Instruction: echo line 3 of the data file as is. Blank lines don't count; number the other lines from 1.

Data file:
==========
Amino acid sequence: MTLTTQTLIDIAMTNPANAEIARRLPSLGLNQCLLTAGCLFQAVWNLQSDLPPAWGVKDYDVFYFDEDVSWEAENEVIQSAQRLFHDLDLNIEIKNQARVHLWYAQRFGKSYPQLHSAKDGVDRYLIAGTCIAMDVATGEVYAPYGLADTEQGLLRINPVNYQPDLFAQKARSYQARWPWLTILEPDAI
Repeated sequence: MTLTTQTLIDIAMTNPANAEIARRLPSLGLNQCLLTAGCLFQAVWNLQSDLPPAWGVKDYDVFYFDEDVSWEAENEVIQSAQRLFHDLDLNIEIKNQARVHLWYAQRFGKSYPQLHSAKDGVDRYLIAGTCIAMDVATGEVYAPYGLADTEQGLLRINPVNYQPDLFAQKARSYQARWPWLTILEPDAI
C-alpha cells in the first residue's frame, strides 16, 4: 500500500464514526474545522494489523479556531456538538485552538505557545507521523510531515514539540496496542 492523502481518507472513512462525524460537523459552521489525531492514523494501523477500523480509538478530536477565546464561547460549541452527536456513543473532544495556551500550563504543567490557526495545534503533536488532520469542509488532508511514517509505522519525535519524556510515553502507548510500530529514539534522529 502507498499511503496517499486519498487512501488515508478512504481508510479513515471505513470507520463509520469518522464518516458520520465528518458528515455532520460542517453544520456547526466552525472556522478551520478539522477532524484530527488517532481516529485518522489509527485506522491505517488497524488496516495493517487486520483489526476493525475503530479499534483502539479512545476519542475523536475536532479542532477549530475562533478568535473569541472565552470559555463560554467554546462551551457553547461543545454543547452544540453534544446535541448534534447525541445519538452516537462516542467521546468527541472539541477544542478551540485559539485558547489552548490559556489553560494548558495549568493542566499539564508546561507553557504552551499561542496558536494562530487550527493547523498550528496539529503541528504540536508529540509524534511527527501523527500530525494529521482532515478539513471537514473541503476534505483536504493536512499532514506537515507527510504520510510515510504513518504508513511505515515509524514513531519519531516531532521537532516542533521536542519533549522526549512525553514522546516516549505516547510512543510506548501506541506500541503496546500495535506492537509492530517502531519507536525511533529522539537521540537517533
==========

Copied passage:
C-alpha cells in the first residue's frame, strides 16, 4: 500500500464514526474545522494489523479556531456538538485552538505557545507521523510531515514539540496496542 492523502481518507472513512462525524460537523459552521489525531492514523494501523477500523480509538478530536477565546464561547460549541452527536456513543473532544495556551500550563504543567490557526495545534503533536488532520469542509488532508511514517509505522519525535519524556510515553502507548510500530529514539534522529 502507498499511503496517499486519498487512501488515508478512504481508510479513515471505513470507520463509520469518522464518516458520520465528518458528515455532520460542517453544520456547526466552525472556522478551520478539522477532524484530527488517532481516529485518522489509527485506522491505517488497524488496516495493517487486520483489526476493525475503530479499534483502539479512545476519542475523536475536532479542532477549530475562533478568535473569541472565552470559555463560554467554546462551551457553547461543545454543547452544540453534544446535541448534534447525541445519538452516537462516542467521546468527541472539541477544542478551540485559539485558547489552548490559556489553560494548558495549568493542566499539564508546561507553557504552551499561542496558536494562530487550527493547523498550528496539529503541528504540536508529540509524534511527527501523527500530525494529521482532515478539513471537514473541503476534505483536504493536512499532514506537515507527510504520510510515510504513518504508513511505515515509524514513531519519531516531532521537532516542533521536542519533549522526549512525553514522546516516549505516547510512543510506548501506541506500541503496546500495535506492537509492530517502531519507536525511533529522539537521540537517533